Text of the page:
Abundant renewable energy has become part of a country’s ‘competitive edge’ in attracting inward investmen including manufacturing, according to Mainstream Renewable Power’s Andy Kinsella.
In an exclusive interview with New Power Report, Kinsella has two examples of renewables as a bargaining chip. He says that in Chile, mining company BHP Billiton is out to tender because the company “wants to get all their power from renewables by 2024 and the size of their TWh contract means they will need 2.5-3GW of renewable plant to deliver it. Here is a traditional mining heavy industry that is recognising that it is certainly not climate change and emissions friendly….That is a $3-4 billion capital spend on renewables and that is just one company.”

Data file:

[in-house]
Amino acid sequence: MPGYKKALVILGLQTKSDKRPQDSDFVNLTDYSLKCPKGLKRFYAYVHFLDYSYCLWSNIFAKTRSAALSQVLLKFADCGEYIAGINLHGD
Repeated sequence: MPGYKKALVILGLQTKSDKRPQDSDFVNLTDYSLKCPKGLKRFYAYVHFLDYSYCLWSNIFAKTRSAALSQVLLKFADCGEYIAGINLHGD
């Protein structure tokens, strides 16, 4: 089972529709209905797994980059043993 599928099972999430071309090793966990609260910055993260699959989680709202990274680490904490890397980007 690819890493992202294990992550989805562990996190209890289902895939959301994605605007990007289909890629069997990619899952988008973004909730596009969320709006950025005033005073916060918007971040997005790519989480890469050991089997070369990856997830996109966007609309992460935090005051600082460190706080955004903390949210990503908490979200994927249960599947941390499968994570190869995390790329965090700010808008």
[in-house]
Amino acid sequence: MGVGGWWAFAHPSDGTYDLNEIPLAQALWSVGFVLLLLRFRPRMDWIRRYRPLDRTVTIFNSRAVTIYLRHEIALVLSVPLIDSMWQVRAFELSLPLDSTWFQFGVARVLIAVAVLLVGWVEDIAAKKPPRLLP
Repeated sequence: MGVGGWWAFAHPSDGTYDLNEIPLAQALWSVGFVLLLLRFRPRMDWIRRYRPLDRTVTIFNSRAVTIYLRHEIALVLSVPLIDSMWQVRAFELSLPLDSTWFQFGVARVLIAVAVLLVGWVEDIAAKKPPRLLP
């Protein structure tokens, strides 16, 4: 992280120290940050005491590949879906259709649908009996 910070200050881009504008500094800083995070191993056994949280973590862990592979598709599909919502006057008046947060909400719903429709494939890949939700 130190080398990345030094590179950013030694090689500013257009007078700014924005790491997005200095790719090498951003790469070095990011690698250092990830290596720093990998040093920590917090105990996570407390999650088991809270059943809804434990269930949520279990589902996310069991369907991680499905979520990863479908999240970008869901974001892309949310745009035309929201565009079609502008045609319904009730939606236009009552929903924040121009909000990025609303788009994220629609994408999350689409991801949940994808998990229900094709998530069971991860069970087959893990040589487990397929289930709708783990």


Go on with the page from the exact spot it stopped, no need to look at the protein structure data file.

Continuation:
Meanwhile Vietnam is increasing its PV installed capacity tenfold. Kinsella says companies looking to site their facilities in the country, “Have told the government there that they want to source all their power from renewables or they are not staying. That’s the kind of pressure that is coming for foreign direct investment … if they don’t put the regimes and the policies and the licensing in these companies will just up sticks. They will go to India or China where they can get renewables. It is becoming a competitive edge and a necessity to grow your economy.”
Find out what Kinsella had to say about the UK’s renewables offer: read the full interview: New Power Report 126 August 2019 Mainstream